Odelay is seen as the spiritual successor to Paul’s Boutique, and in many ways it is. After all, it is a brilliant album by the same producers, by an artist at a similar point in his career as the Beasties were in ’89, and it has a similar sound and texture to it. But from a crate digging perspective, it doesn’t hold a candle. The real legacy of Paul’s Boutique belongs to two other albums, the first of which was released just a few months after Odelay. Dj Shadow’s Entroducing… sounds nothing like Paul’s Boutique, being a dark and atmospheric instrumental record, with samples from Nirvana, Metallica and Giorgio Moroder, but the philosophy of creating a new sound from innumerable snippets of existing sound remains the same. The Avalanches’ 2000 album Since I Left You is in the same category; whereas Paul’s Boutique borrowed from the Beatles, Since I Left You similarly borrowed from the Beach Boys’ psychedelic aesthetic, sampling from 60’s dream-pop and classic disco records as well as Madonna, Raekwon and Parisian hip-hop group Saian Supa Crew. It’s telling that the albums that were to pick up Paul’s Boutique‘s legacy took so long to come. It seems like the world wasn’t ready for this kind of collage of sound yet, but by the time these albums came out, respectively 7 and 11 years after the fact, it certainly was, as both albums were critical and commercial successes. Sampling still esxists today, but collages of sound such as Paul’s Boutique are unlikely to see the light of day ever again. It’s telling that, in July of this year, when the Avalanches released their long awaited follow-up to Since I Left You, the long list of samples was substituted with a long list of featuring artists instead (although Wildflower, the album in question, is still a sample-heavy album relative to most). In the post-Grand Upright Music, Ltd v. Warner Bros. Records Inc. world, the sound of sampling is alive and well, but it’s achieved through legal loopholes, interpolation, featuring artists and a lot of cash, not through the sheer creativity that comes when one is able to play around with any bit of music. No commercial artist will ever have the freedom the Dust Brothers had to sample whatever they pleased, and that is what makes Paul Boutique such a timeless piece of music: created as soon as the technology was good enough, but before the copyright laws caught up.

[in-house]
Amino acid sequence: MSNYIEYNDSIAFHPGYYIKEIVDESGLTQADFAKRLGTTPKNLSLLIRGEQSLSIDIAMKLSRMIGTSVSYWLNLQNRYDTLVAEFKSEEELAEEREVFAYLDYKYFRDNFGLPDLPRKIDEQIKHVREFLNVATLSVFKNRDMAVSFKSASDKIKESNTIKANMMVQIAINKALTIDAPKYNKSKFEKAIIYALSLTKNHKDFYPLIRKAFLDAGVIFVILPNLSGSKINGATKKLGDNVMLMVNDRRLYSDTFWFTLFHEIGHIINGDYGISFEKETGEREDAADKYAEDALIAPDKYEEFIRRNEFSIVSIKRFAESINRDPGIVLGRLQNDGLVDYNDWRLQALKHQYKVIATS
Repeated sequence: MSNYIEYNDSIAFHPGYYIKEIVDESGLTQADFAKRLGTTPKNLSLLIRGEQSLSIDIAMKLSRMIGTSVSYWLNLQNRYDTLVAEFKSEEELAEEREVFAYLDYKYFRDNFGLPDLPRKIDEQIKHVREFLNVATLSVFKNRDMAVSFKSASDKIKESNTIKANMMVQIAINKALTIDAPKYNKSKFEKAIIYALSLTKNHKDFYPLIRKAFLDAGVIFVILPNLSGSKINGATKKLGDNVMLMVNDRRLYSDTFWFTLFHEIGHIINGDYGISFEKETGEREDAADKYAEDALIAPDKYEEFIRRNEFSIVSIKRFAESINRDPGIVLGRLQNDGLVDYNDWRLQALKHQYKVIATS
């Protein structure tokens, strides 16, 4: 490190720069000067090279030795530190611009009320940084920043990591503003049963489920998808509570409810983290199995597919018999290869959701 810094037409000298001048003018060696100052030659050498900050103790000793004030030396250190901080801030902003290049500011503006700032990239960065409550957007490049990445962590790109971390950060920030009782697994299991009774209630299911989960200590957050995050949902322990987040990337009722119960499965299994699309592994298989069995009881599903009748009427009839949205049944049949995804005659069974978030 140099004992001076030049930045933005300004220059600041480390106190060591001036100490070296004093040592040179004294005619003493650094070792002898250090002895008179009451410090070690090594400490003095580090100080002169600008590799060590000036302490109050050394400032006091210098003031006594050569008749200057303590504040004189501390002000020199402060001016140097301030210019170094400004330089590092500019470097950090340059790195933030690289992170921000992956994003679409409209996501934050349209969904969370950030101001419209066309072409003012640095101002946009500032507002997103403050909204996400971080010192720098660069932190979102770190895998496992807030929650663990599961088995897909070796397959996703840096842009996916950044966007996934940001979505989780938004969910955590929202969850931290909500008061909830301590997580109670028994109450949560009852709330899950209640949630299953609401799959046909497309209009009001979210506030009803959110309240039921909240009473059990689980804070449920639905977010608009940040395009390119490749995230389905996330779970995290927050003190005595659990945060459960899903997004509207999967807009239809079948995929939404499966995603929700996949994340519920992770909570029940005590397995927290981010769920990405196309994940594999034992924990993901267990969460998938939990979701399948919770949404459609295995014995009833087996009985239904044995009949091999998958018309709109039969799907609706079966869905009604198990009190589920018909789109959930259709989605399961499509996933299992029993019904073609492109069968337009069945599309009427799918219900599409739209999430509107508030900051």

Sound on Sound interview with the Dust Brothers
Kexp 90.3 FM Seattle article on Paul’s Boutique and interview with Dust Brother Mike Simpson
Wondering Sound’s Dan LeRoy’s article on Paul’s Boutique and it’s legacy as well as his book on the album from the 33 1/3 series (highly reccomended read for more information on the album)
Image credit: Yahoo, XXL Magazine, Wondering Sound